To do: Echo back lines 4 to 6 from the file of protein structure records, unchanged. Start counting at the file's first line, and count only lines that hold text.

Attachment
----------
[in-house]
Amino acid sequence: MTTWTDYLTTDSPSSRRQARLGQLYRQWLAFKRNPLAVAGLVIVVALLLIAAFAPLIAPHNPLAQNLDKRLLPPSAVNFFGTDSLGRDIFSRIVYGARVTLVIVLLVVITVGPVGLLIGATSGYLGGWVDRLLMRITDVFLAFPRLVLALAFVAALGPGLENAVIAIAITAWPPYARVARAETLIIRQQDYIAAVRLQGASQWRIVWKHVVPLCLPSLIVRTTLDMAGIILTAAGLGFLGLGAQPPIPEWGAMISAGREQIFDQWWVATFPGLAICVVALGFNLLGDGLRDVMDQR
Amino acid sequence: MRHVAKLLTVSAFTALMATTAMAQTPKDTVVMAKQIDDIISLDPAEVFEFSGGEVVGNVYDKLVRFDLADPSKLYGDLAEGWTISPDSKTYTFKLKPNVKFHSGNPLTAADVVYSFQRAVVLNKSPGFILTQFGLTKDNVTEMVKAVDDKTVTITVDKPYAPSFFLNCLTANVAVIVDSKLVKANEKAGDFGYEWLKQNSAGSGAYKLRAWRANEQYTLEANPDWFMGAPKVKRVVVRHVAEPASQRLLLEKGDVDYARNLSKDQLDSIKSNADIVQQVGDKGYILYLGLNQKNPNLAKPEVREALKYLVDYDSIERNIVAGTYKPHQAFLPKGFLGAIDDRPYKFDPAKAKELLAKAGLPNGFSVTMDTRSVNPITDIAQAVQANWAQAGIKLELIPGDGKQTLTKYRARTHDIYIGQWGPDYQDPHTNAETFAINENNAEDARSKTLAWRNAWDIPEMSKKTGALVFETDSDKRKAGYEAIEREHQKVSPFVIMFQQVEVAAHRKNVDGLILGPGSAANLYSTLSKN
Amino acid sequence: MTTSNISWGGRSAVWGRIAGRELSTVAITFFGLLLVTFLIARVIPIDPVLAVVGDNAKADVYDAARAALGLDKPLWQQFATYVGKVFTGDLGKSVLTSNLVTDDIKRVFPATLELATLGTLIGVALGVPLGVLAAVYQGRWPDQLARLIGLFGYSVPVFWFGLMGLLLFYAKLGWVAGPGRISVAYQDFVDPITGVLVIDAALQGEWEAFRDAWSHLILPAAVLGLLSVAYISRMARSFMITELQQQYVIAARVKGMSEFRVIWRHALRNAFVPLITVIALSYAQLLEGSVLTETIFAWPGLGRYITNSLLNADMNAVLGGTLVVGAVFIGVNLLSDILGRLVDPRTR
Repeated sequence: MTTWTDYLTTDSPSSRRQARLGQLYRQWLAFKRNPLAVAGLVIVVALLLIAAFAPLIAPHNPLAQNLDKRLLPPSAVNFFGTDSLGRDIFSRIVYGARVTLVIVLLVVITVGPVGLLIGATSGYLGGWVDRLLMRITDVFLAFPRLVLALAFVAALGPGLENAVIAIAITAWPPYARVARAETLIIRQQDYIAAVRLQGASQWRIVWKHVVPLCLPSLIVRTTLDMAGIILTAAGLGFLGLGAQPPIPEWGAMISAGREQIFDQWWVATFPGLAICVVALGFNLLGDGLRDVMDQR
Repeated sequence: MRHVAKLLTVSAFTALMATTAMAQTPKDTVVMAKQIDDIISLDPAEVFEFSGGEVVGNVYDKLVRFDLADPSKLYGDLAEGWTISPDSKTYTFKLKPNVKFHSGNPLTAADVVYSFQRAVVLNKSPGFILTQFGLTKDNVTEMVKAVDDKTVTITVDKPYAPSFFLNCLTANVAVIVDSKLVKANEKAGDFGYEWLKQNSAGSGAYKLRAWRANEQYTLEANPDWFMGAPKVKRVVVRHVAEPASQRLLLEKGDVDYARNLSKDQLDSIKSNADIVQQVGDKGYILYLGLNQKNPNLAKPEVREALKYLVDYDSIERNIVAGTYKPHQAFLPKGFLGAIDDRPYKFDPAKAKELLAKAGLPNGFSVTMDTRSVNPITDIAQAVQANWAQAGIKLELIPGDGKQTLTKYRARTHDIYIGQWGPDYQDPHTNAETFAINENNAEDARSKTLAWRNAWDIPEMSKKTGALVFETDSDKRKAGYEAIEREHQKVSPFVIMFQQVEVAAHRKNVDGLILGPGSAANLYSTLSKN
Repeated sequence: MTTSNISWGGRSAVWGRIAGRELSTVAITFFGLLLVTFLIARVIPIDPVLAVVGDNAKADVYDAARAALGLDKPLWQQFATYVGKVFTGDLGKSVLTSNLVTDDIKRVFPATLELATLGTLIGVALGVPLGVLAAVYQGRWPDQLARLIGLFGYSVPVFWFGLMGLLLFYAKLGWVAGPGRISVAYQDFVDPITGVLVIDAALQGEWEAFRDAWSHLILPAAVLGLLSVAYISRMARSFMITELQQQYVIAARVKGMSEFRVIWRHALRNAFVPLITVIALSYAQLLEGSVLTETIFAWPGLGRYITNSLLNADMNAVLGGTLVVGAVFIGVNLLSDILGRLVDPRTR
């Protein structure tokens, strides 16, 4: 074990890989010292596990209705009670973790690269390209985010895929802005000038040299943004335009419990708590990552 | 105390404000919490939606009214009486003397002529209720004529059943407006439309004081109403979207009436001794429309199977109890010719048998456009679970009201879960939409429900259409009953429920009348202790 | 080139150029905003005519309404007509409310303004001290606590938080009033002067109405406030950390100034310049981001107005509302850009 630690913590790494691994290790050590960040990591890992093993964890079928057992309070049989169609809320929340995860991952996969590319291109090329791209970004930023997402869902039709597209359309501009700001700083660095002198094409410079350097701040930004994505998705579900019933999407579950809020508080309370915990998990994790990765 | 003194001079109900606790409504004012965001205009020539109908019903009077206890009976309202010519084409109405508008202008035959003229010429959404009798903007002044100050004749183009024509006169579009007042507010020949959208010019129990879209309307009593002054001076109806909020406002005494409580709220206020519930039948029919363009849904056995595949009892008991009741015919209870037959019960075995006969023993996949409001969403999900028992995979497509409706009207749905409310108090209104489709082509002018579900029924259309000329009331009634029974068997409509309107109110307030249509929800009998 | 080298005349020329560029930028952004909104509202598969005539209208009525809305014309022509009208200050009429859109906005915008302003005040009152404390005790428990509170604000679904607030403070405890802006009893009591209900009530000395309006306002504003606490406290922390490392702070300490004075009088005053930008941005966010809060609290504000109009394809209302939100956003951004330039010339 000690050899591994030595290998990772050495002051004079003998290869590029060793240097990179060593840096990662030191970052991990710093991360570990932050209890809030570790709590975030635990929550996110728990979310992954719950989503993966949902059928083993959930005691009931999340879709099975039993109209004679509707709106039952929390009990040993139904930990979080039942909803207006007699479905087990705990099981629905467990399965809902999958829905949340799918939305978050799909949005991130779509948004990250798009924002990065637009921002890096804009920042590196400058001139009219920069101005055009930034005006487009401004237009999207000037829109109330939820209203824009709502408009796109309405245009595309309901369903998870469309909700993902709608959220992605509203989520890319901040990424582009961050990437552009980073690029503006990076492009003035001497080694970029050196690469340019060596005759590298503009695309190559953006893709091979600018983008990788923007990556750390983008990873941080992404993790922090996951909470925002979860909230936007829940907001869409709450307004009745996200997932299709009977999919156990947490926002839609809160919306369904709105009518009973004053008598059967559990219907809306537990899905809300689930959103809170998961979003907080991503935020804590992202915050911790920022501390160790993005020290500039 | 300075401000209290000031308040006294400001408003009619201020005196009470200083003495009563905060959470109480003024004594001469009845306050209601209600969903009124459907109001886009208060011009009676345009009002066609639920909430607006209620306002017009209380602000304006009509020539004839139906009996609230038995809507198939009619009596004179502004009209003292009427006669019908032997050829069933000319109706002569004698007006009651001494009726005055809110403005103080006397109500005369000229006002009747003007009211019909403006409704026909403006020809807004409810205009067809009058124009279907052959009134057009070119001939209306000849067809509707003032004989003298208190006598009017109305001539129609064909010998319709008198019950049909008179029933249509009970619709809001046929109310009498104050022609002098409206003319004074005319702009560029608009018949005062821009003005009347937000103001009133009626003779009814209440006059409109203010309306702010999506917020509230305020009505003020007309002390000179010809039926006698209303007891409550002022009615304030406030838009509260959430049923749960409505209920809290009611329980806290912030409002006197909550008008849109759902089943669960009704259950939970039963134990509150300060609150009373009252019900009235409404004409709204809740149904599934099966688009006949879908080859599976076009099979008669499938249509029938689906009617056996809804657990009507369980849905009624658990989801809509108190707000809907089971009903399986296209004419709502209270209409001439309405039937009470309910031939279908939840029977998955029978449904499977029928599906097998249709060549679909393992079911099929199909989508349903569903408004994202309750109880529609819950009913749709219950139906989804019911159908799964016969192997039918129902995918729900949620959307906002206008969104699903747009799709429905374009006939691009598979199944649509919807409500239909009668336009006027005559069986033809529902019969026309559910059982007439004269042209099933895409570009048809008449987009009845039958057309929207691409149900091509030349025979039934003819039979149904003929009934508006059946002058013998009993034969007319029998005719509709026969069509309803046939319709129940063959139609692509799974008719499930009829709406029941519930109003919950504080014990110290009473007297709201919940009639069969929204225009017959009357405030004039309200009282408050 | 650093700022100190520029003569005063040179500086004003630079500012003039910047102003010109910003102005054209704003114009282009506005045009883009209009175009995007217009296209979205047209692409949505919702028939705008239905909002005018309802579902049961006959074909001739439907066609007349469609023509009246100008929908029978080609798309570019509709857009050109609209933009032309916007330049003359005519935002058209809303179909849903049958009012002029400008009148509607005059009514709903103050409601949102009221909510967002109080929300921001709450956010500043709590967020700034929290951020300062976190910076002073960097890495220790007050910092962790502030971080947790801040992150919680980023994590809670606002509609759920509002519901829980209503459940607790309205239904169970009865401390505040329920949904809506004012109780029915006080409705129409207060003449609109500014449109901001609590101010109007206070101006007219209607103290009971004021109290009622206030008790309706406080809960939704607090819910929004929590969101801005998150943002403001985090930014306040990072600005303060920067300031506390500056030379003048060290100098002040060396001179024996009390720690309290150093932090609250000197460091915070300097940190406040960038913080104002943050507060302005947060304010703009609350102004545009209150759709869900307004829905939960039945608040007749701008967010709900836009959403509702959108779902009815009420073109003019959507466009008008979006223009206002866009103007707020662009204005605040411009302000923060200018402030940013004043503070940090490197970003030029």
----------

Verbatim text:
Amino acid sequence: MTTSNISWGGRSAVWGRIAGRELSTVAITFFGLLLVTFLIARVIPIDPVLAVVGDNAKADVYDAARAALGLDKPLWQQFATYVGKVFTGDLGKSVLTSNLVTDDIKRVFPATLELATLGTLIGVALGVPLGVLAAVYQGRWPDQLARLIGLFGYSVPVFWFGLMGLLLFYAKLGWVAGPGRISVAYQDFVDPITGVLVIDAALQGEWEAFRDAWSHLILPAAVLGLLSVAYISRMARSFMITELQQQYVIAARVKGMSEFRVIWRHALRNAFVPLITVIALSYAQLLEGSVLTETIFAWPGLGRYITNSLLNADMNAVLGGTLVVGAVFIGVNLLSDILGRLVDPRTR
Repeated sequence: MTTWTDYLTTDSPSSRRQARLGQLYRQWLAFKRNPLAVAGLVIVVALLLIAAFAPLIAPHNPLAQNLDKRLLPPSAVNFFGTDSLGRDIFSRIVYGARVTLVIVLLVVITVGPVGLLIGATSGYLGGWVDRLLMRITDVFLAFPRLVLALAFVAALGPGLENAVIAIAITAWPPYARVARAETLIIRQQDYIAAVRLQGASQWRIVWKHVVPLCLPSLIVRTTLDMAGIILTAAGLGFLGLGAQPPIPEWGAMISAGREQIFDQWWVATFPGLAICVVALGFNLLGDGLRDVMDQR
Repeated sequence: MRHVAKLLTVSAFTALMATTAMAQTPKDTVVMAKQIDDIISLDPAEVFEFSGGEVVGNVYDKLVRFDLADPSKLYGDLAEGWTISPDSKTYTFKLKPNVKFHSGNPLTAADVVYSFQRAVVLNKSPGFILTQFGLTKDNVTEMVKAVDDKTVTITVDKPYAPSFFLNCLTANVAVIVDSKLVKANEKAGDFGYEWLKQNSAGSGAYKLRAWRANEQYTLEANPDWFMGAPKVKRVVVRHVAEPASQRLLLEKGDVDYARNLSKDQLDSIKSNADIVQQVGDKGYILYLGLNQKNPNLAKPEVREALKYLVDYDSIERNIVAGTYKPHQAFLPKGFLGAIDDRPYKFDPAKAKELLAKAGLPNGFSVTMDTRSVNPITDIAQAVQANWAQAGIKLELIPGDGKQTLTKYRARTHDIYIGQWGPDYQDPHTNAETFAINENNAEDARSKTLAWRNAWDIPEMSKKTGALVFETDSDKRKAGYEAIEREHQKVSPFVIMFQQVEVAAHRKNVDGLILGPGSAANLYSTLSKN